FOR IMMEDIATE RELEASE
Contact: Peter Vertes
216.658.6913 | pvertes@MOCAcleveland.org
Images and interviews available upon request
MOCA Cleveland Announces Fall Exhibitions
Running September 25, 2015 – January 10, 2016
-- Season features solo exhibition by artists from Korea and Israel
CLEVELAND (July 24, 2015) – This fall, the Museum of Contemporary Art Cleveland presents an international season featuring solo projects by Do Ho Suh, a renowned innovator born in South Korea, and Nevet Yitzhak, an emerging artist from Tel Aviv. Do Ho Suh surveys recent work by the artist, including a monumental fabric replica of his New York apartment. Nevet Yitzhak will consist of a newly commissioned video work, which will be the artist’s first solo museum presentation in the United States.
“Bringing compelling living artists from the international stage to Cleveland is at the core of MOCA’s mission,” says Executive Director Jill Snyder. “Having just come off of a bold summer season exploring artists connected to our region, the fall will be a time to consider artists and ideas from farther afield that have rich implications for the way we live here.”
Suh’s work in this show addresses architecture and the meaning of home while simultaneously exploring themes of “history and biography, longing and belonging, migration and globalization” (Julian Rose, Artforum).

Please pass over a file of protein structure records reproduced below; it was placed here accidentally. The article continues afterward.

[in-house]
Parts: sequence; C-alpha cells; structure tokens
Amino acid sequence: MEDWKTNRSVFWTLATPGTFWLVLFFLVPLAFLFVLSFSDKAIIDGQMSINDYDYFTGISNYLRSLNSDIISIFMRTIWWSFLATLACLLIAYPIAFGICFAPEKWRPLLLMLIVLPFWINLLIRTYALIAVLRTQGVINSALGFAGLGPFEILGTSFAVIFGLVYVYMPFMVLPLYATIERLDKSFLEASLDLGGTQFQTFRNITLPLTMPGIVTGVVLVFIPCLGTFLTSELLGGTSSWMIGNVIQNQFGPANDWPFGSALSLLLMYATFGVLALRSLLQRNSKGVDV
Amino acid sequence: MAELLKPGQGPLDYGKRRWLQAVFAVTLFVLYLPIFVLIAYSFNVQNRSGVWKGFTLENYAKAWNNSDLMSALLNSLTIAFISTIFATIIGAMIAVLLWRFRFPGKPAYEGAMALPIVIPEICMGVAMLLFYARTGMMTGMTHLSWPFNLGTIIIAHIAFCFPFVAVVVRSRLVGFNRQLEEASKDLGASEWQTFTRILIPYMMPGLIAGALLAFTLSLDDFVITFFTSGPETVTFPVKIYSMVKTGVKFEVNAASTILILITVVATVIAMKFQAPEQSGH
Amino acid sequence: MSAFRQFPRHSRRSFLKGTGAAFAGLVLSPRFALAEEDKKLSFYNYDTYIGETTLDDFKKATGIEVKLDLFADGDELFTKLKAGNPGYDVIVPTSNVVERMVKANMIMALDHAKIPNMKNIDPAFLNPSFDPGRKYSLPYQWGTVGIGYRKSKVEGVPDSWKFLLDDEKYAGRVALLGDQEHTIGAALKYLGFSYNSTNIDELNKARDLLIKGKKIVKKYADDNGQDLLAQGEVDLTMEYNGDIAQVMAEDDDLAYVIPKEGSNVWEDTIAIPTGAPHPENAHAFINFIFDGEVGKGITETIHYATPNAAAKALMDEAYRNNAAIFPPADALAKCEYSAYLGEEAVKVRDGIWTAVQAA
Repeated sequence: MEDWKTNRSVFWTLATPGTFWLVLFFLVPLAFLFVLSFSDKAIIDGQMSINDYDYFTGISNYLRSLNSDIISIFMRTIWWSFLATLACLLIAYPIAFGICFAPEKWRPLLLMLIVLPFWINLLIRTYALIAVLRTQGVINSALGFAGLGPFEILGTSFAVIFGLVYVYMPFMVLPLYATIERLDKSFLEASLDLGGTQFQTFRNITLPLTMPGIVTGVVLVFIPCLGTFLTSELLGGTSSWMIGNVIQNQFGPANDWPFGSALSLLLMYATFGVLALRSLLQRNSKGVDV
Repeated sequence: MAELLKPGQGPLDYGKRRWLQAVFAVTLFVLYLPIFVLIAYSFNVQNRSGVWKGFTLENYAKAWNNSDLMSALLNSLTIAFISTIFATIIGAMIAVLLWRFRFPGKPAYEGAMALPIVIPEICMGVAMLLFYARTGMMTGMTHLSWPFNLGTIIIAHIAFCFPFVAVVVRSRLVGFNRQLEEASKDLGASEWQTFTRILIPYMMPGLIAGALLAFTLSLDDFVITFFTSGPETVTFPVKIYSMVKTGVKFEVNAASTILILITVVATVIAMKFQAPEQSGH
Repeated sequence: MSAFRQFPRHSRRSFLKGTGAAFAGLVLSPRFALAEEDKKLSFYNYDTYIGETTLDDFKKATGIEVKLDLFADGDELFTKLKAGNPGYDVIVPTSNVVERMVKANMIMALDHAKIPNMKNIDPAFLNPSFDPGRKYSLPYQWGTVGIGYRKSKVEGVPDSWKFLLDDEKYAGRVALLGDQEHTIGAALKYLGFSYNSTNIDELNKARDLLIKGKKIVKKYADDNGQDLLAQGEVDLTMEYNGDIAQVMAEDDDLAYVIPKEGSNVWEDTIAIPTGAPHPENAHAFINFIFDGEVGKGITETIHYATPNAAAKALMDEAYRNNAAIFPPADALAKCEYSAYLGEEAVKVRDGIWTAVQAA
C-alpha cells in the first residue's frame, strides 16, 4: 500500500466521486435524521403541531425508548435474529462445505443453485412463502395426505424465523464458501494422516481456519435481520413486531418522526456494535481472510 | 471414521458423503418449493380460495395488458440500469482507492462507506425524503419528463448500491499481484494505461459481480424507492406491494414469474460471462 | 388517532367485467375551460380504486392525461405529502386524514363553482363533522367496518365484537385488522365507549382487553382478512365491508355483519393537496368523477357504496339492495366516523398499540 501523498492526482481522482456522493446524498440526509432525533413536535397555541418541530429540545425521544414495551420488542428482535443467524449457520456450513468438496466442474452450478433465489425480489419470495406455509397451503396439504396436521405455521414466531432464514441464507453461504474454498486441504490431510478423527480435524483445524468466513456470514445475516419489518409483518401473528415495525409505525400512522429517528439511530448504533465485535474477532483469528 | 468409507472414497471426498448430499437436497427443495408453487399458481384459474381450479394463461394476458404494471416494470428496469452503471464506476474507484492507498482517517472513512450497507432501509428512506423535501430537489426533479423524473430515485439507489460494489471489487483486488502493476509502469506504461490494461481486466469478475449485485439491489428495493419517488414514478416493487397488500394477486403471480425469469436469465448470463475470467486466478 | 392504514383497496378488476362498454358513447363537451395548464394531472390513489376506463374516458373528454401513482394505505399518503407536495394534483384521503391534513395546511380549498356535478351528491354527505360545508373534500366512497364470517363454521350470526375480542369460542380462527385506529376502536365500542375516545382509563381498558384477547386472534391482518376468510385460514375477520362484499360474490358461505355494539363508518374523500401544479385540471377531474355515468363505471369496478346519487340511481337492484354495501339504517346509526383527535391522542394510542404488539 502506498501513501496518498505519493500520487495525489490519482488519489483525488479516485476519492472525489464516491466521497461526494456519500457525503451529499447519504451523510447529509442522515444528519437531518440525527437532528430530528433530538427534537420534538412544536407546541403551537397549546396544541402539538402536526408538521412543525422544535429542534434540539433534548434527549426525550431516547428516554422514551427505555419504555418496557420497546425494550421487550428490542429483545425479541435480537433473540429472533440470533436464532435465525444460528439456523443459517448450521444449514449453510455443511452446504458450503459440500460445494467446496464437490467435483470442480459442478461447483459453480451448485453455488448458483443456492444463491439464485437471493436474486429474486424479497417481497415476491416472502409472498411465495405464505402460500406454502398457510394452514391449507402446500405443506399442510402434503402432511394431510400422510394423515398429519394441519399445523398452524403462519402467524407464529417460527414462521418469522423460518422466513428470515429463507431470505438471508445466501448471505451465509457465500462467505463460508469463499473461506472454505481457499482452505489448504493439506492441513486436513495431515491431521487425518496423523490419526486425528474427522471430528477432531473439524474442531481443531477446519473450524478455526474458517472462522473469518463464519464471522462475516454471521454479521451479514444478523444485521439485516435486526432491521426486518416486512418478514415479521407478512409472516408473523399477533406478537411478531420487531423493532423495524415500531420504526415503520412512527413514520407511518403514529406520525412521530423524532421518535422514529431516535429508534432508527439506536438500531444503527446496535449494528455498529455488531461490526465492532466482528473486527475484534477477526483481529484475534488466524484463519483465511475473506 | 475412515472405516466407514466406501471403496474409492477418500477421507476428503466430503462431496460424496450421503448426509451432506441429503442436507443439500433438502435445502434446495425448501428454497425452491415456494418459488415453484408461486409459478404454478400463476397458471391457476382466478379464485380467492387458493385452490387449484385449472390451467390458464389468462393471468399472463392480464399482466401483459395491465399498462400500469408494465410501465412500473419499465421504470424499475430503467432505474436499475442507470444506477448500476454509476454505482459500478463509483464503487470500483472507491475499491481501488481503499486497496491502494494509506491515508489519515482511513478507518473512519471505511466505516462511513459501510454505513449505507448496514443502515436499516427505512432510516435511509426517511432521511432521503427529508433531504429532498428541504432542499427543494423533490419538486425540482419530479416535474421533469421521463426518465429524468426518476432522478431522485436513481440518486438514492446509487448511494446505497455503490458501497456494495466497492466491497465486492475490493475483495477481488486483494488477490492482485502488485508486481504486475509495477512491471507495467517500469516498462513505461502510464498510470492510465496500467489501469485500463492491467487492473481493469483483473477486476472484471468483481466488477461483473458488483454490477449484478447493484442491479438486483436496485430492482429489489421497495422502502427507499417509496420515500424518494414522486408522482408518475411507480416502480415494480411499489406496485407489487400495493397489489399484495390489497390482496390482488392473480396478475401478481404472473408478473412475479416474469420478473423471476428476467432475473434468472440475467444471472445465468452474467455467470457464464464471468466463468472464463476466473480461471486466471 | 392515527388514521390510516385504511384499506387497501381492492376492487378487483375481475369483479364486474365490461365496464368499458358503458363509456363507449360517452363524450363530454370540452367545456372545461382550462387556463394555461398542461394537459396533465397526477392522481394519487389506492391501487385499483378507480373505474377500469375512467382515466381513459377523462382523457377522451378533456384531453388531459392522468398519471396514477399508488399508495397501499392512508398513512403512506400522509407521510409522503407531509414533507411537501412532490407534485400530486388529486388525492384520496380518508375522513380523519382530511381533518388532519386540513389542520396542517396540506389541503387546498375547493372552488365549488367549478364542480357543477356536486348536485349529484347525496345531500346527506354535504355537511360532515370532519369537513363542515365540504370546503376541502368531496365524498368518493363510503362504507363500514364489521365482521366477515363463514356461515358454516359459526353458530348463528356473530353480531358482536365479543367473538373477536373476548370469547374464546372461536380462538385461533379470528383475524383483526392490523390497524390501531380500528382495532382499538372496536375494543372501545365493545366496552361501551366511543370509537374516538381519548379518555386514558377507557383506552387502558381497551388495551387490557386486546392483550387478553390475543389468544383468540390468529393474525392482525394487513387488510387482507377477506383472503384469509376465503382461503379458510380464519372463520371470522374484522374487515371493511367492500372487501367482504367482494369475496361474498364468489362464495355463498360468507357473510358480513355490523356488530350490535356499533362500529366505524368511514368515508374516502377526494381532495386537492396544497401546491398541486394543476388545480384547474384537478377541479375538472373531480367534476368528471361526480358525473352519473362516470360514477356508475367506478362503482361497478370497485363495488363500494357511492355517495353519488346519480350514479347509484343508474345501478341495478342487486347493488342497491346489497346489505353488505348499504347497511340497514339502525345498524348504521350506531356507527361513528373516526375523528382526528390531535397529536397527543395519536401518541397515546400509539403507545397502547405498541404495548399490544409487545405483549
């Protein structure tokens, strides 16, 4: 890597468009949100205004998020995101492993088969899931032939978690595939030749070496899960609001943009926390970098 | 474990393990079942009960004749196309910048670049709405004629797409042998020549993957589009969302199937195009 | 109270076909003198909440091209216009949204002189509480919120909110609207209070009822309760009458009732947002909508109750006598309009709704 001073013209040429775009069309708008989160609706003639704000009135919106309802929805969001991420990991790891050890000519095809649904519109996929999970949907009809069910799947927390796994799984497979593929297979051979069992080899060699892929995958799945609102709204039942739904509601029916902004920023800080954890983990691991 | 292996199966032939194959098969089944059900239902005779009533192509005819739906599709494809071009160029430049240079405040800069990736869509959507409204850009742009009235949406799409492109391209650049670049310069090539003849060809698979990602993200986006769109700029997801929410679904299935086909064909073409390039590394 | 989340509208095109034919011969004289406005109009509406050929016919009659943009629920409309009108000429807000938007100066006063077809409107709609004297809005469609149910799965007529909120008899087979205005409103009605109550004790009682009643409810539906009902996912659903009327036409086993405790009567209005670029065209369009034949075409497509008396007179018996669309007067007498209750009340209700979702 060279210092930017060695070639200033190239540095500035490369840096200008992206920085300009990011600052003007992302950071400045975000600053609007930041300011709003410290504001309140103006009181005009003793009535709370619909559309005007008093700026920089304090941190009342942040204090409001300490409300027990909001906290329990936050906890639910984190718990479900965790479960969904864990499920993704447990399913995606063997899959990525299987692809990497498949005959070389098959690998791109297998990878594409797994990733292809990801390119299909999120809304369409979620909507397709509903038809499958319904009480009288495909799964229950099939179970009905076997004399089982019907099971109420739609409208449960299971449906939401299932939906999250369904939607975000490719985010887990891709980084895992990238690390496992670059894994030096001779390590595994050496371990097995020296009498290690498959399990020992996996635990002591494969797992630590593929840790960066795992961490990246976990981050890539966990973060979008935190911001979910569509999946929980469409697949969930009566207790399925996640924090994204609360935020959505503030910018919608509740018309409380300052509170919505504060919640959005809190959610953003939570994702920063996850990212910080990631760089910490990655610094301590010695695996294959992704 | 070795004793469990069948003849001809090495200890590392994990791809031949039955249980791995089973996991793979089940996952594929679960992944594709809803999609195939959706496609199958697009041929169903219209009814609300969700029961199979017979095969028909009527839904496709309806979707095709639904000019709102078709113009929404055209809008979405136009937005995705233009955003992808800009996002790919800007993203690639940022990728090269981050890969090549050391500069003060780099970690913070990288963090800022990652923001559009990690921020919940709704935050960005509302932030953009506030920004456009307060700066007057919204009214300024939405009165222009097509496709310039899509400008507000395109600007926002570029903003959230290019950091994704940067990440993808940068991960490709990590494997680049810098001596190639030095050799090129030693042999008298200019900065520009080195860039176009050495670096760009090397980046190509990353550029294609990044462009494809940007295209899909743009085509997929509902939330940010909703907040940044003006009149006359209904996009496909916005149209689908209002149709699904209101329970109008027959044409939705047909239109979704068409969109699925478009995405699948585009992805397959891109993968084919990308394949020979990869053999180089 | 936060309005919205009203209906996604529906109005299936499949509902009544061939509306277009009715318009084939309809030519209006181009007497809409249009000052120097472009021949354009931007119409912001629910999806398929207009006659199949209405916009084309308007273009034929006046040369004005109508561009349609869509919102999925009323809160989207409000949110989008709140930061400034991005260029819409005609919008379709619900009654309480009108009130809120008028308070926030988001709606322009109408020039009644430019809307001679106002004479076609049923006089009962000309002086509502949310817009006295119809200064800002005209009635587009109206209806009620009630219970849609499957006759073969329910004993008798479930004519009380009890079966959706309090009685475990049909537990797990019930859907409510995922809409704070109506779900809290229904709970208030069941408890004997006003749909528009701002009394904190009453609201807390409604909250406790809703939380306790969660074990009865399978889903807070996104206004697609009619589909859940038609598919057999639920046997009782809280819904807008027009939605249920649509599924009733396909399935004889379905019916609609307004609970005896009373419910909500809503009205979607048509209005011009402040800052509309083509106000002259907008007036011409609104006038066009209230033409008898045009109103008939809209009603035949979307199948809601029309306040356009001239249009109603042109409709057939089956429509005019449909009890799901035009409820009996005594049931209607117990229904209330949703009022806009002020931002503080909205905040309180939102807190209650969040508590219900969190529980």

Yitzhak’s commissioned video work is inspired by Cleveland Museum of Art’s Rodin statue, The Thinker (c. 1880), which was bombed in 1970. Yitzhak traveled to Cleveland in May 2015 to explore the city and view objects held in local collections. Following this visit, she began her research-intensive process to develop a new work connected to Cleveland’s unique cultural heritage and past political unrest.
Do Ho Suh
September 25, 2015 – January 10, 2016
Organized by The Contemporary Austin with additional support by Lehmann Maupin Gallery, New York and Hong Kong.
Do Ho Suh surveys recent work by internationally renowned artist Do Ho Suh. Suh creates architecturally scaled fabric installations informed by his personal experiences, which recreate specific domestic spaces where he has lived, including his childhood home (a traditional hanok-style Korean house), a house in Rhode Island where he lived as a student, and his apartment in New York. Suh weaves translucent structures made of monochrome polyester, at once architectural, and ephemeral, inviting viewers to wander through their dreamlike interior passageways (often complete with details such as light switches and door handles).